As info-war reported, Vladimir Putin referred to the need of the Russian industry, irrespective of ownership status, to modify its production for the needs of the armed forces, speaking from the city of Sochi on the Black Sea, according to the British media.
Putin's appeal comes as a response to the change of the German strategic doctrine, which has been open to the militarization of Berlin's foreign policy since 2014, but also to the plans of several European countries to reintroduce compulsory military service.
Putin's statements were made on the context of the Zapad 2017 military exercise to deal with a potential attack with nuclear weapons.
Among other things, the exercise included the seizure by the armed forces of small and larger local businesses for the needs of transferring soldiers, the facilitation of telecommunications and the logistical support of the participating units.
Recall that recently, the EU has moved a step closer towards having a joint military force by signing an agreement on a permanent command structure.
The agreement on PESCO, or Permanent Structured Cooperation, was signed in Brussels by 23 members of the 28-strong European Union on Monday. EU foreign policy chief Federica Mogherini supported the move, hailing it as an “historic moment.” Backed by a €5-billion ($6.5-billion) EU defense fund, PESCO “will enable member states to use the economy of scale of Europe and in this manner to fulfil the gap of output that we have.”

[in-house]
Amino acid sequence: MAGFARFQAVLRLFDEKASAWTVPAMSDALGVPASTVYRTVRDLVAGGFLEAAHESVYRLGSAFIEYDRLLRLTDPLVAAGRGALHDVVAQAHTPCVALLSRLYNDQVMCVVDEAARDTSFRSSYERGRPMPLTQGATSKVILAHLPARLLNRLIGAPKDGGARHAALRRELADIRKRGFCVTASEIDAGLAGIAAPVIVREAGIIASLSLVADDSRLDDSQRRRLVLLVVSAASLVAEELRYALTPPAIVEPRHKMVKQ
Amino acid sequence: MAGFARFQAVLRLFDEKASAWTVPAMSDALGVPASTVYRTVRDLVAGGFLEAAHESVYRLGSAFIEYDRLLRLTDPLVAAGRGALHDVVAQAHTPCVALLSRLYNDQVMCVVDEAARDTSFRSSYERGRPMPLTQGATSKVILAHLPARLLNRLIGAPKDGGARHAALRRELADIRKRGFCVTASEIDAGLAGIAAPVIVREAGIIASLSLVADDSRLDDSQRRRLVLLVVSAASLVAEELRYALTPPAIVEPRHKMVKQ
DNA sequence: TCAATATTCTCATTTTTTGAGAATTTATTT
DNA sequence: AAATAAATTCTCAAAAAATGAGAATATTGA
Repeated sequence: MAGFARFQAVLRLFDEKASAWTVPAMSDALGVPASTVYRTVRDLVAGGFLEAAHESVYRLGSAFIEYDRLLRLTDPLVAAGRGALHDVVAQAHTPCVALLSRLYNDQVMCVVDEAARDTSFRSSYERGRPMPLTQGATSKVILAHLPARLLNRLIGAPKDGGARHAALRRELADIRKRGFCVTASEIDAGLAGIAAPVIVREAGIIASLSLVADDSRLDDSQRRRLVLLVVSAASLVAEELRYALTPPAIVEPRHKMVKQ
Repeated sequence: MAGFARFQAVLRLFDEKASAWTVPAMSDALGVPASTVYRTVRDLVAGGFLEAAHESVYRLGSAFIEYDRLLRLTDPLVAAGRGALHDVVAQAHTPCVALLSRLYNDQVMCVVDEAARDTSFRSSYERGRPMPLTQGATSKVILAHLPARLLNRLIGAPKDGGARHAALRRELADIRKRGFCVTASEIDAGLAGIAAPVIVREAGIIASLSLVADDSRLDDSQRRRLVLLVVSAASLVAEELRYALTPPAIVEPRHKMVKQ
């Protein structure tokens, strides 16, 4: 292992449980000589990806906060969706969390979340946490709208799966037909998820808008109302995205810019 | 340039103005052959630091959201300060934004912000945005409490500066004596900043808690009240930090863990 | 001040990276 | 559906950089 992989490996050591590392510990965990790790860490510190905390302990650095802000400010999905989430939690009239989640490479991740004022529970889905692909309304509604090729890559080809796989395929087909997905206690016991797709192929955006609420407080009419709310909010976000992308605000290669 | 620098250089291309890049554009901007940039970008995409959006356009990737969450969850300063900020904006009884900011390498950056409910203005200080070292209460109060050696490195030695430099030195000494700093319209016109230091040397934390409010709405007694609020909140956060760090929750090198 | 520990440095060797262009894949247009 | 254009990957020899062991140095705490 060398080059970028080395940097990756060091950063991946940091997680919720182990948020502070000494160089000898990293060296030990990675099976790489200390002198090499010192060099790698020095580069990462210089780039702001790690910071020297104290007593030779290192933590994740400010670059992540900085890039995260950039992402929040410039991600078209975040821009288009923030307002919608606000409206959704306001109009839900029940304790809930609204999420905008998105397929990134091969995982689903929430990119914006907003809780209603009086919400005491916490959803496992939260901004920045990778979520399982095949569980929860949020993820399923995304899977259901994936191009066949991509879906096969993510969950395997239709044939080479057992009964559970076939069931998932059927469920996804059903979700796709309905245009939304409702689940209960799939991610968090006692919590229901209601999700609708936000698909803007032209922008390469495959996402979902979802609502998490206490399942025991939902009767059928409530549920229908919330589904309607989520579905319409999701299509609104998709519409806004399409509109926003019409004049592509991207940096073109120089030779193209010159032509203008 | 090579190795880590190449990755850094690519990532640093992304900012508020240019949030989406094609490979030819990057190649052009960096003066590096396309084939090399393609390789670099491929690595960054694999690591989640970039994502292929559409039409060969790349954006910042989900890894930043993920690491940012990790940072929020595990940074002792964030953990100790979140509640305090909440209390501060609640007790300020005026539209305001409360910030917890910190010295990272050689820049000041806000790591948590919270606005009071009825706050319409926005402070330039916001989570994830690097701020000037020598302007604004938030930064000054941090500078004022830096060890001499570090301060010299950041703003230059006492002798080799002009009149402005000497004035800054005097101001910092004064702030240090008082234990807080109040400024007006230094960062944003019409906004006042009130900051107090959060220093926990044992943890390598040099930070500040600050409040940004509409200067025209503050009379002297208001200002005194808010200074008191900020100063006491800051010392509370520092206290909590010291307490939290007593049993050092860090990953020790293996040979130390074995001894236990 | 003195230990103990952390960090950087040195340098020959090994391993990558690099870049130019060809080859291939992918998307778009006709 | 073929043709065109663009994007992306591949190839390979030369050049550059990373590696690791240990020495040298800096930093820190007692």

The agreement will come into force in December, after which members will be legally bound to participate in projects under PESCO. Work on the pact started last year amid uncertainty over the UK’s decision to withdraw from the European Union, and US President Donald Trump’s continued criticism of European NATO members for failing to deliver on defense-spending commitments.
European heavyweights Germany and France are leading the effort to bring the EU closer to having a permanent joint armed force. The UK, which has been opposing a pan-European military force for decades, is not part of the agreement. Denmark, Ireland, Portugal, and Malta opted out; while Austria, not a member of NATO, agreed to join at the last moment.
As Germany attempts to grab the US sphere of influence in Europe, Putin's statements show that Russia fears that may have to deal with a double threat in the future, which is NATO plus a potential EU separate military force.
An independent from NATO future EU army will force the big European players to enlarge and modernize significantly their military forces in order to fulfill their separate strategic goals against Russia. Russia would struggle to fight against two big enemies in separate geopolitical fields.
However, the fierce fight between the US and the European big capital in their effort to control resources and expand influence will eventually maximize the competition between the hard core of the EU and the US. And this is something that Russia should exploit to break the sinister Western alliance, in order to survive from a possible military or economic attack in the future.